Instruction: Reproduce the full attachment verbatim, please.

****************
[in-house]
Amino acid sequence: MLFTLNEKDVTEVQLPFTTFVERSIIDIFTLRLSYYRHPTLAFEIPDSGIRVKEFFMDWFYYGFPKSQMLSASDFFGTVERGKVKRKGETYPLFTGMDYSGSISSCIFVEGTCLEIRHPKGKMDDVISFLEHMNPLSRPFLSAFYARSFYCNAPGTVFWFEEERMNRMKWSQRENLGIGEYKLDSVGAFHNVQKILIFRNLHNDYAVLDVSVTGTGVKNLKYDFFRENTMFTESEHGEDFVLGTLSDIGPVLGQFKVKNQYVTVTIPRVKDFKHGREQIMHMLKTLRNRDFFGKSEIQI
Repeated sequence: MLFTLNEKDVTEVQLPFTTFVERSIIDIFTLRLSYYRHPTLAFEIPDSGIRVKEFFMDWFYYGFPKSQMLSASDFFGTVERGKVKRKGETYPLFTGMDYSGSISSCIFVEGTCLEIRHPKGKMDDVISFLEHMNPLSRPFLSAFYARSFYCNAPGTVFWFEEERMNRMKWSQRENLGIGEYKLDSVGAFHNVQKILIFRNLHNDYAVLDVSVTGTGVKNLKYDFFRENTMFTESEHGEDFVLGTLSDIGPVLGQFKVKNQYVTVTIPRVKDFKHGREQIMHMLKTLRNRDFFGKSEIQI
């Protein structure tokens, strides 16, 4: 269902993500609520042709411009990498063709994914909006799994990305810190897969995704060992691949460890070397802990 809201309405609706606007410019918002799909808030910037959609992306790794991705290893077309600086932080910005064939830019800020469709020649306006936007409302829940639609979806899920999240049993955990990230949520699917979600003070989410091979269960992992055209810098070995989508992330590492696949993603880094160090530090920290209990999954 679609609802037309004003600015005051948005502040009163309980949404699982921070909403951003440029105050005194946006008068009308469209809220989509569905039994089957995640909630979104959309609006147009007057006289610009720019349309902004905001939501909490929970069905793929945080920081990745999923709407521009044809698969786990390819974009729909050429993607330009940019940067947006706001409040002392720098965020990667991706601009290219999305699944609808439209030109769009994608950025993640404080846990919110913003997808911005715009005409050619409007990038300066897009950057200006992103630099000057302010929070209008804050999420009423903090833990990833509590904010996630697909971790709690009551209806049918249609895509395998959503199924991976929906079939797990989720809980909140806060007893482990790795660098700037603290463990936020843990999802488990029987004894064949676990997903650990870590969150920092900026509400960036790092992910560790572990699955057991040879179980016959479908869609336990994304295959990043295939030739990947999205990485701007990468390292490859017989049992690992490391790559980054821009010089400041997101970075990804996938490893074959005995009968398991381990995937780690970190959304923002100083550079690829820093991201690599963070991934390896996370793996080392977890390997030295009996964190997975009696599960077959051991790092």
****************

[in-house]
Amino acid sequence: MLFTLNEKDVTEVQLPFTTFVERSIIDIFTLRLSYYRHPTLAFEIPDSGIRVKEFFMDWFYYGFPKSQMLSASDFFGTVERGKVKRKGETYPLFTGMDYSGSISSCIFVEGTCLEIRHPKGKMDDVISFLEHMNPLSRPFLSAFYARSFYCNAPGTVFWFEEERMNRMKWSQRENLGIGEYKLDSVGAFHNVQKILIFRNLHNDYAVLDVSVTGTGVKNLKYDFFRENTMFTESEHGEDFVLGTLSDIGPVLGQFKVKNQYVTVTIPRVKDFKHGREQIMHMLKTLRNRDFFGKSEIQI
Repeated sequence: MLFTLNEKDVTEVQLPFTTFVERSIIDIFTLRLSYYRHPTLAFEIPDSGIRVKEFFMDWFYYGFPKSQMLSASDFFGTVERGKVKRKGETYPLFTGMDYSGSISSCIFVEGTCLEIRHPKGKMDDVISFLEHMNPLSRPFLSAFYARSFYCNAPGTVFWFEEERMNRMKWSQRENLGIGEYKLDSVGAFHNVQKILIFRNLHNDYAVLDVSVTGTGVKNLKYDFFRENTMFTESEHGEDFVLGTLSDIGPVLGQFKVKNQYVTVTIPRVKDFKHGREQIMHMLKTLRNRDFFGKSEIQI
């Protein structure tokens, strides 16, 4: 269902993500609520042709411009990498063709994914909006799994990305810190897969995704060992691949460890070397802990 809201309405609706606007410019918002799909808030910037959609992306790794991705290893077309600086932080910005064939830019800020469709020649306006936007409302829940639609979806899920999240049993955990990230949520699917979600003070989410091979269960992992055209810098070995989508992330590492696949993603880094160090530090920290209990999954 679609609802037309004003600015005051948005502040009163309980949404699982921070909403951003440029105050005194946006008068009308469209809220989509569905039994089957995640909630979104959309609006147009007057006289610009720019349309902004905001939501909490929970069905793929945080920081990745999923709407521009044809698969786990390819974009729909050429993607330009940019940067947006706001409040002392720098965020990667991706601009290219999305699944609808439209030109769009994608950025993640404080846990919110913003997808911005715009005409050619409007990038300066897009950057200006992103630099000057302010929070209008804050999420009423903090833990990833509590904010996630697909971790709690009551209806049918249609895509395998959503199924991976929906079939797990989720809980909140806060007893482990790795660098700037603290463990936020843990999802488990029987004894064949676990997903650990870590969150920092900026509400960036790092992910560790572990699955057991040879179980016959479908869609336990994304295959990043295939030739990947999205990485701007990468390292490859017989049992690992490391790559980054821009010089400041997101970075990804996938490893074959005995009968398991381990995937780690970190959304923002100083550079690829820093991201690599963070991934390896996370793996080392977890390997030295009996964190997975009696599960077959051991790092």